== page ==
Wednesday, May 16, 2012

Transit Trivia: Brahe and Kepler

The above image shows a monument dedicated to Tycho Brahe (left) and Johannes Kepler (right). The monument is located in Prague, Czechia. Image Credit: WikiCommons contributor "Mohylek." This image is in the Public Domain.

Danish nobleman and astronomer Tycho Brahe (1546 - 1601) spent much of his life making very careful measurements of the positions of stars and planets. His work yielded data with an accuracy that was not previously possible. Brahe wanted his observations to be the basis of a new and more accurate set of star tables. He trusted this work to his collaborator, whom some considered his competition, the German mathematician, astronomer and astrologer Johannes Kepler (1571 - 1630).

Kepler was able to prepare the new tables using a combination of Brahe's accurate observations, a heliocentric (sun-centered) model of the solar system and Kepler's own discovery that the planets moved in elliptical (not circular) orbits. Following Brahe's death, Kepler faced many obstacles in completing the work. His biggest were Brahe's surviving relatives, who fought Kepler for the publication rights.

In 1623, Kepler at last completed the new tables. However, publication was delayed because of the publishing requirements of Emperor Ferdinand II and because of ongoing negotiations with Brahe's family. In the meantime, religious tension — the root of the ongoing Thirty Years' War — put Kepler and his family in jeopardy. In 1626, Kepler and family moved from Bohemia to Ulm, Upper Austria, where Kepler arranged for the printing of the new tables at his own expense.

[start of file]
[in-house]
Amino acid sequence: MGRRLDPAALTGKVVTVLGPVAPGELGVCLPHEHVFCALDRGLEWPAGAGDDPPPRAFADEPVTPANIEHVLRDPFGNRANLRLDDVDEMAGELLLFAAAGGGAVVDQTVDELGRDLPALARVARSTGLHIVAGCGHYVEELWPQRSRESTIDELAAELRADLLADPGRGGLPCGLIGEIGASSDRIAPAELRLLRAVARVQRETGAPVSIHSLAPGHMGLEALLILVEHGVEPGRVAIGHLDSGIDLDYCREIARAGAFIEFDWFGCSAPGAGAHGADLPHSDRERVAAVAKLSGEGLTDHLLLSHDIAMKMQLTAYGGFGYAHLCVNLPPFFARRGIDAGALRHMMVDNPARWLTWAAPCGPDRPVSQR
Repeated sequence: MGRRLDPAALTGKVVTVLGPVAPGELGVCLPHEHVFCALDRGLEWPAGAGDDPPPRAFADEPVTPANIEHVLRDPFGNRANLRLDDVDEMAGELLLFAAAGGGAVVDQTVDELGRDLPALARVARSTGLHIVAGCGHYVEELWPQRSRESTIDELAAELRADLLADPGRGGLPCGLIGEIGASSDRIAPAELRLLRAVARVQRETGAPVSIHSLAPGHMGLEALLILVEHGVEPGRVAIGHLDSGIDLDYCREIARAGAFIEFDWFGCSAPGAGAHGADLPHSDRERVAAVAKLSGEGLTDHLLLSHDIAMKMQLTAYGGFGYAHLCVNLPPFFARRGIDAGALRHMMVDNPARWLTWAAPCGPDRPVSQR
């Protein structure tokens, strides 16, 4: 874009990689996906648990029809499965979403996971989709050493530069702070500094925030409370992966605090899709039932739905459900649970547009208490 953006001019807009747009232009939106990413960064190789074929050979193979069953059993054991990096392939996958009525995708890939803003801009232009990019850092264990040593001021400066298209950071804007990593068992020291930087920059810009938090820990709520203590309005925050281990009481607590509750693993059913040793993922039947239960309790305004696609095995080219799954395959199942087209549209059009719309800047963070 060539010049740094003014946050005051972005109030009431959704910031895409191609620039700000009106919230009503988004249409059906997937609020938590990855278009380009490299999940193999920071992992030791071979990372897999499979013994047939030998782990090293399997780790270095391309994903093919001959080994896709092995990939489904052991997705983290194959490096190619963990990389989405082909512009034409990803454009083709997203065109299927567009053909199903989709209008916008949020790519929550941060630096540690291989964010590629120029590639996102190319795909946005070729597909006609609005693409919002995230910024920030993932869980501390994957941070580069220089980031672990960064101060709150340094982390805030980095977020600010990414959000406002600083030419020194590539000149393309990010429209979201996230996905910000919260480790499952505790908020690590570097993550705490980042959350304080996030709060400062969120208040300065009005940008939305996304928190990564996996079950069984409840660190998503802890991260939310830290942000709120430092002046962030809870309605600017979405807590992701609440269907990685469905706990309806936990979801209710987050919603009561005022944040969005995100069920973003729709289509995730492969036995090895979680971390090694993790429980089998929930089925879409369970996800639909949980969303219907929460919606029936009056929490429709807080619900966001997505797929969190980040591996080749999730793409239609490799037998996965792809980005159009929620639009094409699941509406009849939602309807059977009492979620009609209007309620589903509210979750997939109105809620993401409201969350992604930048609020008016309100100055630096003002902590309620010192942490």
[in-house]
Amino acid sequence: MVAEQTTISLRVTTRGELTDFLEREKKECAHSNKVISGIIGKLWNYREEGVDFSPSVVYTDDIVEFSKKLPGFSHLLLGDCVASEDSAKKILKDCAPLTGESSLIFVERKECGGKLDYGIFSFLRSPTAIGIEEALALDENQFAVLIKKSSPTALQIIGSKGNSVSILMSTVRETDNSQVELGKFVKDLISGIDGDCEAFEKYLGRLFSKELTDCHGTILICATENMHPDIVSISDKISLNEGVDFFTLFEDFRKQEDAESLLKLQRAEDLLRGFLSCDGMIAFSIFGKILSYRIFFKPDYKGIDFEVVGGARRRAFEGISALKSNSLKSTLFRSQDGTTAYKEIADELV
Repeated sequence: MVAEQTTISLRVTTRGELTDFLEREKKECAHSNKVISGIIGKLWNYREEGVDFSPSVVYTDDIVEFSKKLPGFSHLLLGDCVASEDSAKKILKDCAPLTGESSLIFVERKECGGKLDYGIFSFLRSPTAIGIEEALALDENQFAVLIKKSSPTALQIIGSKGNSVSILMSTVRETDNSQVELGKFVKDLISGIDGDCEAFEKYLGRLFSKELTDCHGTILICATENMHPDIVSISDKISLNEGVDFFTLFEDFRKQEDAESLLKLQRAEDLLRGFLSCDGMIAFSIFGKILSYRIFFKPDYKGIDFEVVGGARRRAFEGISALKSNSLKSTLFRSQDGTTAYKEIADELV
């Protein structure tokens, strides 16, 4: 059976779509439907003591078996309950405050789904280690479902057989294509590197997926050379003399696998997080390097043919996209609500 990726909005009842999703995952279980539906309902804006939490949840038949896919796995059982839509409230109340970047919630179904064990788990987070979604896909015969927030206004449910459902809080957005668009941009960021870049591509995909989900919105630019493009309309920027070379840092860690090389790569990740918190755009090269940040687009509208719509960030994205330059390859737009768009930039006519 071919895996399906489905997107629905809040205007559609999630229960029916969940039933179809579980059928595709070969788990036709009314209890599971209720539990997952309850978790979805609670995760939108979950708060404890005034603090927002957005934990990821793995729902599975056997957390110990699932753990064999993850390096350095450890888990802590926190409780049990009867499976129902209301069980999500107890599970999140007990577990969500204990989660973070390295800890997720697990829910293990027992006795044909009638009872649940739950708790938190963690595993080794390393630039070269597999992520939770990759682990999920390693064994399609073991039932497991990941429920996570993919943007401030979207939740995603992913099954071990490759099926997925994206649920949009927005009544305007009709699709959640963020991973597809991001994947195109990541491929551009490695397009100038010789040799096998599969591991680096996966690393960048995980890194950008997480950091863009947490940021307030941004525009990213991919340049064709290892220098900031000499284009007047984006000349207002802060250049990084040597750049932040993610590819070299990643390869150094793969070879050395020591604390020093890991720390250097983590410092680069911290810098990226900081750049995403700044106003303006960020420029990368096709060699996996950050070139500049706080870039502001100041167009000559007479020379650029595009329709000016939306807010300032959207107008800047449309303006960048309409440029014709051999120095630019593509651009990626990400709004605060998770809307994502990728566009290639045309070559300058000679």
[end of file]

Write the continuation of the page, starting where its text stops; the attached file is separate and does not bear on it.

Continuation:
Brahe had wanted the tables to be dedicated to his patron, the Bohemian king and Holy Roman emperor Rudolph II. But by the time of their publication in 1627, Rudolf II had died, so instead the tables were dedicated to Emperor Ferdinand II but were still named in honor of Rudolph II.

The Rudolphine Tables (Latin: Tabulae Rudolphinae) included a star catalogue and planetary tables. Most of the calculated positions were accurate to within one minute of arc. In addition, the tables were the first to include corrective factors for atmospheric refraction. In fact, the tables were so accurate that they led to the first observed transits of Mercury (in 1631) and of Venus (in 1639).

The next transit of Venus will occur over June 5-6. To learn more, visit these links.

2012 Transit of Venus, NASA/Goddard Space Flight Center:

Transit of Venus, Sun-Earth Day 2012, NASA:


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